The most capitalized telco on the Nigerian Stock Exchange (NSE) pulled off the largest Debut Commercial Paper Issuance by a Nigerian Corporate and many quickly jumped at it. However, while the company celebrates the feat it attained as many would for oversubscribed bond issuance, its reflection on the state of Nigeria’s economy reveals not-so-exciting truths.
In a corporate disclosure, the company announced its successful issuance of N100 billion series I & II Notes under the debut N100 billion Commercial Paper (“CP”) Programme. Beyond effectively connecting over 68 million people in communities across the nation with each other and the world, the company has set off on a course to raise capital efficiently amidst the trying times.
The company priced the series I 180-day CP at an effective yield of 4.90% for an N20 billion size and the Series II 270-day CP sized at N80 billion cleared at an effective yield of 5.95%. It had considered issuing half, at N50 billion under the Programme but a subscription of around 400% at the conclusion of the bookbuild, prompted an increase to N100 billion. Chapel Hill Denham acted as Arranger and Dealer on this debut commercial paper transaction.
Investors’ response and the problems with it
The public’s response to the issuance was tremendous, with the active participation of an array of individual and institutional investors, ranging from pension fund administrators to asset managers and more. While, on one hand, this is indicative of the formidable confidence its investors have in the company’s delivery on its strategic objectives as well as its strong credit profile fostering the confidence investors have on MTN Nigeria’s ability to repay, it is also a testament of the ailing state of the economy.
The very fact that a bond with an effective yield of 5.95% (far less than the prevailing inflation rate of 12.35%) has an oversubscription of around 400%, is worrisome. Worse off, its attraction to institutional investors like PFAs signals, by and large, an unhealthy economic terrain. Given the failing state of the money market, investors have clearly run out of the best places to invest their funds and are particularly risk-averse, opting for capital preservation strategies at the detriment of the entire economy. The attraction is also symptomatic of a demand and supply issue with more investors seeking safe havens and forcing the prevailing rates of such securities even lower.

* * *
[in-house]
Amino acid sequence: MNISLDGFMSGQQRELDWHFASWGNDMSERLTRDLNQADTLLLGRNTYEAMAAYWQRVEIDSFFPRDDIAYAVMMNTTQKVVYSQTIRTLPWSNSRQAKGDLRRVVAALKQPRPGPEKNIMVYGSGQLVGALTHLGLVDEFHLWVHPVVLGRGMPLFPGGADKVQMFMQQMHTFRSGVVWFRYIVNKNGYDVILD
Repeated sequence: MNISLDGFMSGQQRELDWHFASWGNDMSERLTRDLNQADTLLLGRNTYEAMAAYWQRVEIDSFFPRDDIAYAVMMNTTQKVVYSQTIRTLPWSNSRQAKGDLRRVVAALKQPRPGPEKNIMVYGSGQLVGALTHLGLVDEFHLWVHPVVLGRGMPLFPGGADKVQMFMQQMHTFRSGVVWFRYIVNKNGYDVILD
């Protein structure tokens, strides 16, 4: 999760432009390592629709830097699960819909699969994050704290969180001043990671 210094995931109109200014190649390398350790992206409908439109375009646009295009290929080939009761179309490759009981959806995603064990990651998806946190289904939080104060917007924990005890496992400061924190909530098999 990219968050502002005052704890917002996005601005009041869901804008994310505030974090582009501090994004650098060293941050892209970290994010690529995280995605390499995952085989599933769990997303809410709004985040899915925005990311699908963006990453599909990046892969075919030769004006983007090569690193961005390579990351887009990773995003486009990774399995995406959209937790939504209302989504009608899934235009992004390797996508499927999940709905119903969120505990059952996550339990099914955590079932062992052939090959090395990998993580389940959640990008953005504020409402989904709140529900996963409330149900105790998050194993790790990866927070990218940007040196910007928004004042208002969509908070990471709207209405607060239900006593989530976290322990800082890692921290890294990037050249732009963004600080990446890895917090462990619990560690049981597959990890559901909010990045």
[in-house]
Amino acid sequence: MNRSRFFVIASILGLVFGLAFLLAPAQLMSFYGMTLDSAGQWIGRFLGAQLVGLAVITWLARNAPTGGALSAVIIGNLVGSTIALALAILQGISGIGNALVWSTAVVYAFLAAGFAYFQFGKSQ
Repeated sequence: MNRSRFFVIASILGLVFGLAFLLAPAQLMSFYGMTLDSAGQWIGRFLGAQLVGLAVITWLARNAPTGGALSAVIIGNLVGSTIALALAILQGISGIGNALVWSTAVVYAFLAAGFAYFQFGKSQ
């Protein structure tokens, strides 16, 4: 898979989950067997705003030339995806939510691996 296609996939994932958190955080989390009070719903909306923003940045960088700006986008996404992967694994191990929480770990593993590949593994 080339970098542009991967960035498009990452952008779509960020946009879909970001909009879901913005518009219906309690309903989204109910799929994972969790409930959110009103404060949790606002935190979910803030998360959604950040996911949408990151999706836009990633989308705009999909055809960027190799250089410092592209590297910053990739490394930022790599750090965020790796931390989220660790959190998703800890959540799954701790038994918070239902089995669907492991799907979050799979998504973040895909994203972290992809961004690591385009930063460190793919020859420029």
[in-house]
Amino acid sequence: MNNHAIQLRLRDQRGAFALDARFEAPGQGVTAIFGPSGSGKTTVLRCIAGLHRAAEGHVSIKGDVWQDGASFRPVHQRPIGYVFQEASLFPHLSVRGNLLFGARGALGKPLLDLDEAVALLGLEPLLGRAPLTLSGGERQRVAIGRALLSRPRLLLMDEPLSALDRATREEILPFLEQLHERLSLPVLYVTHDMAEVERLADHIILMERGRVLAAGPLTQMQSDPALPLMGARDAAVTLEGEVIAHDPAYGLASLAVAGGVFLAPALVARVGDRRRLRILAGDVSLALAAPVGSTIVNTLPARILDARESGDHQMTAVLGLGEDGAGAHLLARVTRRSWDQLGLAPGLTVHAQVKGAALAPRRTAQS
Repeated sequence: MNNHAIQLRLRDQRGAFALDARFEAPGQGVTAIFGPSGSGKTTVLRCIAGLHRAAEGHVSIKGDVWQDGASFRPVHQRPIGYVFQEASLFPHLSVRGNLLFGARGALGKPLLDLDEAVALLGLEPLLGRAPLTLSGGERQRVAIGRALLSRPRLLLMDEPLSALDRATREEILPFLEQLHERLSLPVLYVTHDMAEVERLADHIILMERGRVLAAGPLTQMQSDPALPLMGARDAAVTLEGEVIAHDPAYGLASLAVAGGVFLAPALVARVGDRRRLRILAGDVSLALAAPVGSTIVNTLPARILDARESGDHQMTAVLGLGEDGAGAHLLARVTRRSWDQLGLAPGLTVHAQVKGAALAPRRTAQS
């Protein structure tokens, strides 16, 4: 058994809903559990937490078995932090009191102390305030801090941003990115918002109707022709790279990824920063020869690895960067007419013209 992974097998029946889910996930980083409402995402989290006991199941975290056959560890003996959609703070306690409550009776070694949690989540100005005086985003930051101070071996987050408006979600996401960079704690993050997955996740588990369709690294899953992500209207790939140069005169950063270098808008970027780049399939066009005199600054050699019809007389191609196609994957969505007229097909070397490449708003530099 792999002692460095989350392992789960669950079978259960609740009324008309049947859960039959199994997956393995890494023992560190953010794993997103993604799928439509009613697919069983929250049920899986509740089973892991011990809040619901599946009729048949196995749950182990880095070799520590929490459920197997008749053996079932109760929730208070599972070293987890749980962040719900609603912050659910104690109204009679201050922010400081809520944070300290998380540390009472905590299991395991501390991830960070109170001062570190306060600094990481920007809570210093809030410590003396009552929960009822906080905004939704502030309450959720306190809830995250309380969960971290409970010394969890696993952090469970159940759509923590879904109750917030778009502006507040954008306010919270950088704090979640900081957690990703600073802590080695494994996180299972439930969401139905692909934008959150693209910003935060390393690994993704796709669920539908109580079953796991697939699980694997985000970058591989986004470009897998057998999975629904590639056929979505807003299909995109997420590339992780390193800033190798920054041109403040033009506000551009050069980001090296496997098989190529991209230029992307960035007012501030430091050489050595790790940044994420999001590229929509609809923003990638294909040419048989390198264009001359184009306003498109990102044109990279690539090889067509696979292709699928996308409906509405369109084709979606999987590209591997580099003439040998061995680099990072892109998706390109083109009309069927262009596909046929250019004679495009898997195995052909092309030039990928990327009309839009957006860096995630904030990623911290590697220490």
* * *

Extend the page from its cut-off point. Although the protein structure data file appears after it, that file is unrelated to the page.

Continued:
Behind the rates
Upon closure of the Book Build, Ferdinand Moolman, Chief Executive Officer said, “The N100 billion issued is the largest debut Commercial Paper Issuance by a Nigerian corporate. It allows us to broaden our sources of funding and combines our established lines of credit with access to capital market funding, which will lower our overall cost of borrowing.” The company also noted that the successful Series I & II Notes will be listed on the FMDQ Securities Exchange and proceeds from the issuance are projected to be applied towards building the company’s working capital position amongst other general corporate purposes. But there’s more to it.
MTN Nigeria has undoubtedly secured market leadership, connecting over 250 million subscribers in Africa and the Middle East. Yet, their innovative and strategic expansionary measures over the past few years are probably the best thing about the company. As opposed to borrowing from the banks to raise funds at an interest rate which could be as much as 28%, the company’s 270-day bond issuance of 5.95% is has significantly reduced its cost of borrowing.
While this might not have an immediate impact on its share price which stood at N118/share as at Sunday, it has astronomically reduced its cost of operations and heightened efficiency.
The company’s Q1 2020 results reveal an ROE of 30.05%. While the CP Issuance might have been attractive for the already battered individual and corporate investor, the real winners are MTN Nigeria’s shareholders. With more capital raised at almost a steal, the company is set to deliver on its promises to its shareholders for much less than it could possibly have.